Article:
difference was significant at 5% level. Being
more susceptible to root-knot nematode
infection, New Improved Kuroda had
significantly lower marketable yield than
Tokita Kuroda with 19.0 and 31.4 g,
respectively. Likewise, marketable yield was
also significantly affected by inoculum levels
used. As the inoculum level was increased,
the weight of marketable roots decreased. In
fact, at 1000 and 5000 juveniles/pot, no
marketable yield was obtained.
In the more susceptible variety, New
improved Kuroda, only the uninoculated
plants produced marketable yield (Fig. 8).
Due to severe nematode infection, the quality
of the tap roots was greatly affected. The











SII IIU Il i l.d ,, Y I I IIp I %l .
malformation such as light to severe forking.
On the other hand, in Tokita Kuroda only
those plants inoculated with 1,000 and 5,000
juveniles/pot did not produce marketable
yield. Those inoculated with lower levels of
inoculum (50 and 100 juveniles/pot) gave
slightly higher yield than the uninoculated
plants but the difference was not significant.

Non-Marketable Yield

Significantly higher non-marketable yield was
recorded in New Improved Kuroda than in
Tokita Kuroda. Similarly, inoculum level
significantly affected the non-marketable
yield. Plants inoculated with higher levels of
inoculum (100, 500 and 1000 and 5000
juveniles/pot) gave significantly higher non-
marketable yield than those inoculated with
50 juveniles/pot. In both cultivars used,
uninoculated plants did not produce non-
marketable yield (Fig. 8). The non-marketable
yield of New Improved Kuroda was
significantly higher in all the inoculum levels
used than the less susceptible cultivar, Tokita
Kuroda.
Carrot is a very susceptible host to M.
hapla (Vrain et al., 1981 as cited by Belair,
1992). High densities of nematode at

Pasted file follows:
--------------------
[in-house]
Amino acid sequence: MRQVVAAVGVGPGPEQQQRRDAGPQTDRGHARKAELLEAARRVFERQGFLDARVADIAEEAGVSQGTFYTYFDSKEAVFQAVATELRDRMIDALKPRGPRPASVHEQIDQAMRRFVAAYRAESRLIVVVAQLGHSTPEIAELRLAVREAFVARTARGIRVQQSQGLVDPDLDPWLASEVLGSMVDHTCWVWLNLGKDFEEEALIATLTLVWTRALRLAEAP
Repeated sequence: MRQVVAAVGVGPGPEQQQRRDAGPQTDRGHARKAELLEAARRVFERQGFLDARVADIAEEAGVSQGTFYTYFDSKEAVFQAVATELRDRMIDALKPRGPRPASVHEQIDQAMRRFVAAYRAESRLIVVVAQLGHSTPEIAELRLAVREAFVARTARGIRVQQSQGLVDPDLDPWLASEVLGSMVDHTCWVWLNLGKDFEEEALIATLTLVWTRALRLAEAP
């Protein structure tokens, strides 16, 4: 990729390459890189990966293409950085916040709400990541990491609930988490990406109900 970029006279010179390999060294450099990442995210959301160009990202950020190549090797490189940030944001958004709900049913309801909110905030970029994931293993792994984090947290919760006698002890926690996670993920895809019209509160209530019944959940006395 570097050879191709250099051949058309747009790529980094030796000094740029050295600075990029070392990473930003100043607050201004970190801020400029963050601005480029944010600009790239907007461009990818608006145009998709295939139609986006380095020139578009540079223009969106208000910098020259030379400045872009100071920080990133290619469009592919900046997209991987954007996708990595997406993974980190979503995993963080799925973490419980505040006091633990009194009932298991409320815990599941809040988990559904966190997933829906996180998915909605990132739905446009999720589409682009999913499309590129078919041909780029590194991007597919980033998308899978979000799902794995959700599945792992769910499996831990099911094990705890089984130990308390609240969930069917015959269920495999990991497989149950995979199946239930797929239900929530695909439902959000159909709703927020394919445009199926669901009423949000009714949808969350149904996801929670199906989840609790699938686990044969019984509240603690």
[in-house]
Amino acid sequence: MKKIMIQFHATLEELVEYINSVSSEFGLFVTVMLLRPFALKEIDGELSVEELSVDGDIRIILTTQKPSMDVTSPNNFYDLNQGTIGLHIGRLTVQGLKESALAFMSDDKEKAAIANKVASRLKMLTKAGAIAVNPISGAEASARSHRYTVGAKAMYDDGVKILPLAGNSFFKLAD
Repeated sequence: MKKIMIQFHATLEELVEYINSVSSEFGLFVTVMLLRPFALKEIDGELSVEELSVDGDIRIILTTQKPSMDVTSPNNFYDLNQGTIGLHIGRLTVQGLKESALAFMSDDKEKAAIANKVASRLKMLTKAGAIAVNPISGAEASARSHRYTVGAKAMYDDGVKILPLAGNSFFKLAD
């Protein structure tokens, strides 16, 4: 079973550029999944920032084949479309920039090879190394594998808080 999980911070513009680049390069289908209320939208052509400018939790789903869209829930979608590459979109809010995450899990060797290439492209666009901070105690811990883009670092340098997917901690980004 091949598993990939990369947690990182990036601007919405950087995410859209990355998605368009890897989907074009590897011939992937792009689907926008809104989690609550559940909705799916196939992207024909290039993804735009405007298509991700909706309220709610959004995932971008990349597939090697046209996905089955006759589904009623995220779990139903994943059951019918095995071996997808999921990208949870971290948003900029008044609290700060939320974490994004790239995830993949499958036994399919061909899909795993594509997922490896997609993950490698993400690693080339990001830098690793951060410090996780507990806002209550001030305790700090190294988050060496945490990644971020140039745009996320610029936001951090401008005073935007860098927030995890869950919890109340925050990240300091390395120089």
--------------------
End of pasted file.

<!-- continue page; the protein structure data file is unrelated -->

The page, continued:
planting (several hundreds/100 cm3 soil)
induced loss of weight of foliage and of roots,
extreme malformations (forking of storage
roots) and a total loss of the crop. Quality
requirements for carrot production are long
and smooth tap (storage) roots but even with
low densities of root-knot nematodes (less
than 40/100 cm3 soil) storage roots can be
malf\rm drl nanrA imnm -rl afaKlb l~fhka nn h fthir


VJLIIcI III iMCUllllll b, IIUW"jVtI, d I Ildvc UVccll
proposed for nematode-induced decreases in
crop productivity. This includes reduction in
photosynthetic rate (Wallace, 1974), nutrient
translocation (Oteifa and Elgindi, 1962) and
alteration in growth regulator balance (Bird,
1974).
LITERATURE CITED

Barker KR, Shoemaker PB and Nelson LA.
1976. Relationship of initial population
densities of Meloidogyne incognita
and M. hapla to yield of tomato. J.
Nematol. 8:232-239.

Belair G. 1992. Effect of cropping sequences
on population densities of
Meloidogyne hapla and carrot yield in
organic soil. J. Nematol. 24(3):450-
456.

Berney MF and Bird GW. 1992. Distribution
of Heterodera carotae and
Meloidogyne hapla in Michigan carrot
production. Supplement to J. Nematol.
24(25):776-778.

Bird AF. 1970. The effect of nitrogen
deficiency on the Growth of
Meloidogyne javanica at different
population levels. Nematologica
16:13-21.

Bird AF. 1974. Plant response to root-knot
nematode. Ann. Rev. Phytopathol.
12:69-85.
I'% u U i fL" A I t- J -I -- -- --








Response of two carrot 31


fallax: A dream? Nematology. Int. J. Wallace HR. 1971. The influence of the
Fundamental and Appl. Nematol. Res. density of nematode populations on
4(2):233. plants. Nematologica 17:154-66.

Oteifa BA and Elgindi DM. 1962. Influence of Wallace HR. 1974. The Influence of root-knot
parasitic duration of Meloidogyne nematode Meloidogyne javanica on
javanica (Treub) on host nutrient photosynthesis and on nutrient
uptake. Nematologica 8:216-220. demand by roots of tomato plants.
Nematologica 20:27-33.
Prot JC, Villanueva LM and Gergon EB.
1994. The potential of increased Webster JM. 1969. The host-parasite
nitrogen supply to mitigate growth and relationships of plant parasitic
yield reductions of upland rice cultivar nematodes. Adv. Parasitol. 13:225-
UPLRi-5 caused by Meloidogyne 250.
graminicola. Fundamentals of Appl.
Nematol. 17 (5): 445-454. ACKNOWLEDGMENT

Townshend JL and Davidson TR. 1962. We would like to thank the Benguet State
Some weed hosts of the Northern University for the financial support and to Ms.
root-knot nematode Meloidogyne Teresita D. Masangcay and Ms. Nordalyn B.
hapla (Chitwood, 1948) Ontario, Can. Pedroche for the technical assistance.
J. Bot. 40:543-548.

















Pt
















Figure 1. Perinneal pattern of Meloidogyne hapla isolated from carrot.